Final U.S. highway fatality numbers for 2017 are down following two consecutive years of large increases. In addition, preliminary estimates for the first six months of 2018 appear to show that this downward trend continues into this year.
The U.S. Department of Transportation’s National Highway Traffic Safety Administration reported that 37,133 people died in motor vehicle crashes in 2017, a decrease of almost 2 percent from 2016. The full 2017 Fatality Analysis Reporting System (FARS) data set reveals other numbers:
- Pedestrian fatalities declined about 2 percent, the first decline since 2013;
- For the second year in a row, more fatalities occurred in urban areas than rural areas;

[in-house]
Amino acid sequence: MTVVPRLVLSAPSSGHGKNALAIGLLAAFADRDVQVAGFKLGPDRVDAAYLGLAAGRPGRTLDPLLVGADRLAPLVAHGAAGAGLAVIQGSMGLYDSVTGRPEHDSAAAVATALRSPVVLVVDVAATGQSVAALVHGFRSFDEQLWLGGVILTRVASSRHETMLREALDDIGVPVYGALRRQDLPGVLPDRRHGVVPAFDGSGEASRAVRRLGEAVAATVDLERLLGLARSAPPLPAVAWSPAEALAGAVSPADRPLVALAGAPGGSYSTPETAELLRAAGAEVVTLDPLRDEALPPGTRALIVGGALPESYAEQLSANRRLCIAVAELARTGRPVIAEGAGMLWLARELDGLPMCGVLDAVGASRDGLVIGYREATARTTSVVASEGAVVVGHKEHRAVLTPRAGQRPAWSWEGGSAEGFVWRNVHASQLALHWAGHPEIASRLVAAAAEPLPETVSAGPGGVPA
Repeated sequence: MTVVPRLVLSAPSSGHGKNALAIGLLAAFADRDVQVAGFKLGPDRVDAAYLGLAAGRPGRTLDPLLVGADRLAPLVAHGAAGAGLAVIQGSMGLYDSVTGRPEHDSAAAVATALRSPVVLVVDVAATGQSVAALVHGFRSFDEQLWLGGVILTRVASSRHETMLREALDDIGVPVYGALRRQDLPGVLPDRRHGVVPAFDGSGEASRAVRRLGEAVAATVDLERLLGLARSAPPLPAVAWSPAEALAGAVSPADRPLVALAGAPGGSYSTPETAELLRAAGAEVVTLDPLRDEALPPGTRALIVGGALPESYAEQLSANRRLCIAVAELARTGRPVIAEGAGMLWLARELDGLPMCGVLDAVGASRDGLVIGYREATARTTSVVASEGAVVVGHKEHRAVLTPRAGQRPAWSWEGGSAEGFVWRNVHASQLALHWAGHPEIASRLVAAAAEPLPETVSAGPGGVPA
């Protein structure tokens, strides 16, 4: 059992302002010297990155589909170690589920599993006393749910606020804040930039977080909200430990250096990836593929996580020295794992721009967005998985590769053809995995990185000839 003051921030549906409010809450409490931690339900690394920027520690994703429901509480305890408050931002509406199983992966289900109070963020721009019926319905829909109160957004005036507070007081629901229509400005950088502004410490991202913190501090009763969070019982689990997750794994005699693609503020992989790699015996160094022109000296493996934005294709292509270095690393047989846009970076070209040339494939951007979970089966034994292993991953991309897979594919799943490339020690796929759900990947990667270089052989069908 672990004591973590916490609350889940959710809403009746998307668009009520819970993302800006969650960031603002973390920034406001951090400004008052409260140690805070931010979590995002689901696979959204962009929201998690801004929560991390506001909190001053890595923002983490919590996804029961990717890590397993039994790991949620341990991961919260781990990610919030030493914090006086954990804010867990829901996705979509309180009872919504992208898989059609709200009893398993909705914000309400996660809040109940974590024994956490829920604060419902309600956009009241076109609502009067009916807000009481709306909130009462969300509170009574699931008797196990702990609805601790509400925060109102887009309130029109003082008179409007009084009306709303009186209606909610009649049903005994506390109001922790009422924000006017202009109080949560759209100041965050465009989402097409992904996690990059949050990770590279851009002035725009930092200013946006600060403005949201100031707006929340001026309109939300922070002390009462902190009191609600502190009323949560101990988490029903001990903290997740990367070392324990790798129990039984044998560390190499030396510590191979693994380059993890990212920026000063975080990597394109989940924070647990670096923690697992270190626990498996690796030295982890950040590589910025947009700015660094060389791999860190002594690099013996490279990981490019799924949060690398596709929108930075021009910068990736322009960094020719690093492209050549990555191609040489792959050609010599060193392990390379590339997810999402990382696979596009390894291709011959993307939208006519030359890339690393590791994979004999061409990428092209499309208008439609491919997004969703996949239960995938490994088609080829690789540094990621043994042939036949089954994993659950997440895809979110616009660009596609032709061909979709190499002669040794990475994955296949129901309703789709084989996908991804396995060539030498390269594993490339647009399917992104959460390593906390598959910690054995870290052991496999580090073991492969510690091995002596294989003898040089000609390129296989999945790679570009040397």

- Combination trucks involved in fatal crashes increased 5.8 percent;
- Vehicle miles traveled (VMT) increased by 1.2 percent from 2016 to 2017; and
- The fatality rate per 100 million VMT decreased by 2.5 percent, from 1.19 in 2016 to 1.16 in 2017.
“Dangerous actions such as speeding, distracted driving, and driving under the influence are still putting many Americans, their families and those they share the road with at risk,” said NHTSA Deputy Administrator Heidi R. King. “Additionally, we must address the emerging trend of drug-impaired driving to ensure we are reducing traffic fatalities and keeping our roadways safe for the traveling public.”
The 1.8-percent decrease from 2016 to 2017 compares to the 6.5-percent increase from 2015 to 2016 and the 8.4-percent increase from 2014 and 2015.
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